I was born in the last decade of the nineteenth century, and passed my first eight years at Gorakhpur.
I was resentfully conscious of not being able to walk or express myself freely.Prayerful surges arose within me as I realized my bodily impotence.Happier memories, too, crowd in on me: my mother’s caresses, and my first attempts at lisping phrase and toddling step.These early triumphs, usually forgotten quickly, are yet a natural basis of self-confidence. Many yogis are known to have retained their self-consciousness without interruption by the dramatic transition to and from “life” and “death.” If man be solely a body, its loss indeed places the final period to identity.Although odd, clear memories of infancy are not extremely rare.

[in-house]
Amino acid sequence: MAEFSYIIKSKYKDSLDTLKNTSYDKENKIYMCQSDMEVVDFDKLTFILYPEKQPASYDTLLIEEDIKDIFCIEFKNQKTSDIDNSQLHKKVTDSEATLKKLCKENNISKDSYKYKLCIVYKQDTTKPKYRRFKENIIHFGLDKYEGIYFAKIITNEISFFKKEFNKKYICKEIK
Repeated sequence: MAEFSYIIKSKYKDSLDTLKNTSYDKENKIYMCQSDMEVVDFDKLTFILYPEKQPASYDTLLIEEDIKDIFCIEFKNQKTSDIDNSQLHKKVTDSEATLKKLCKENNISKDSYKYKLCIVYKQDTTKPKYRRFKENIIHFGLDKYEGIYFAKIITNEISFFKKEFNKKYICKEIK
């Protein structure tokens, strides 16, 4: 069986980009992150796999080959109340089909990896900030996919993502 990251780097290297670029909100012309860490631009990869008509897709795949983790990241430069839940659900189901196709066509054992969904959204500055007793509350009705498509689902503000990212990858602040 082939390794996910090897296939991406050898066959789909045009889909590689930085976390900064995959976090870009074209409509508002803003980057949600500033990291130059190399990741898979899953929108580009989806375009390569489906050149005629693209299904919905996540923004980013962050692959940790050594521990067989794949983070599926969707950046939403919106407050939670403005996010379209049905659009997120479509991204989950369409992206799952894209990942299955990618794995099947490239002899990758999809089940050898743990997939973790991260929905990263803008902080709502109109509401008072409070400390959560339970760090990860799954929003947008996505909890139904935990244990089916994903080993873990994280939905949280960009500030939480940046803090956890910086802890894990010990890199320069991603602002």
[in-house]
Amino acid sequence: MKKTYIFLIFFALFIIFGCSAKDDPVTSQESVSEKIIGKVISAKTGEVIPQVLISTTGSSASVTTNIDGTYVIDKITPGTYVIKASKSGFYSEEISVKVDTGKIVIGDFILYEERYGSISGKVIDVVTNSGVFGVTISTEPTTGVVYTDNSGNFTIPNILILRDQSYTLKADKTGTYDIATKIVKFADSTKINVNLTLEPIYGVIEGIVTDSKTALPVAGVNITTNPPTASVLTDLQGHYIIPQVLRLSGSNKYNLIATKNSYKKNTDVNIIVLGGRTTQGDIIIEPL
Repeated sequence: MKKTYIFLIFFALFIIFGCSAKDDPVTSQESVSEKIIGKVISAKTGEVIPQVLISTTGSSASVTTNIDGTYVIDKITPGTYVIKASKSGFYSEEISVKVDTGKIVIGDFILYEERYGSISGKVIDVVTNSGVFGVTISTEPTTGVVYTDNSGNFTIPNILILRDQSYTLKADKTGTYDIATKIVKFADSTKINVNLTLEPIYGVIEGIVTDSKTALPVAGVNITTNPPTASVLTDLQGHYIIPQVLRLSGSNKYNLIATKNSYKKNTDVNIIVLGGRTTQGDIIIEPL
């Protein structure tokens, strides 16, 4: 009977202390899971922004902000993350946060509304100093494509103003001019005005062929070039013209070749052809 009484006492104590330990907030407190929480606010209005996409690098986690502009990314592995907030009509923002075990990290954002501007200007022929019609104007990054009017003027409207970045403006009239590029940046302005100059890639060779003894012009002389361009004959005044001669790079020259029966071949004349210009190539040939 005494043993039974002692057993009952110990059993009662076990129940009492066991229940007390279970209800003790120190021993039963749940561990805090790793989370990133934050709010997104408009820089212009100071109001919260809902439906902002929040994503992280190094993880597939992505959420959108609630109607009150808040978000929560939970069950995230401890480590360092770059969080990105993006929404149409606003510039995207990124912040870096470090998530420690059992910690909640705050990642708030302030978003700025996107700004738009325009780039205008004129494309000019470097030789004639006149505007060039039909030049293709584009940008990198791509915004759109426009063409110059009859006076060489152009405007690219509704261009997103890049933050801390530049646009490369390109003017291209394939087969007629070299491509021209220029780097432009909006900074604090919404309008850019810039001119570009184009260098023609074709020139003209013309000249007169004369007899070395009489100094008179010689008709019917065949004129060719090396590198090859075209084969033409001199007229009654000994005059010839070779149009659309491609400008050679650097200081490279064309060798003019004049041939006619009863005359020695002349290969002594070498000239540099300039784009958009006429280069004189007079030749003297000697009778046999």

During travels in numerous lands, I have listened to early recollections from the lips of veracious men and women.Content to remain afar from the multitude, he gave himself unreservedly and in tranquillity to that ideal life which Paramhansa Yogananda, his disciple, has now described for the ages. I find my earliest memories covering the anachronistic features of a previous incarnation.Clear recollections came to me of a distant life, a yogi 2 amidst the Himalayan snows.To its illustrious author, whom I have had the pleasure of knowing both in India and America, may every reader render due appreciation and gratitude.His unusual life-document is certainly one of the most revealing of the depths of the Hindu mind and heart, and of the spiritual wealth of India, ever to be published in the West.These glimpses of the past, by some dimensionless link, also afforded me a glimpse of the future.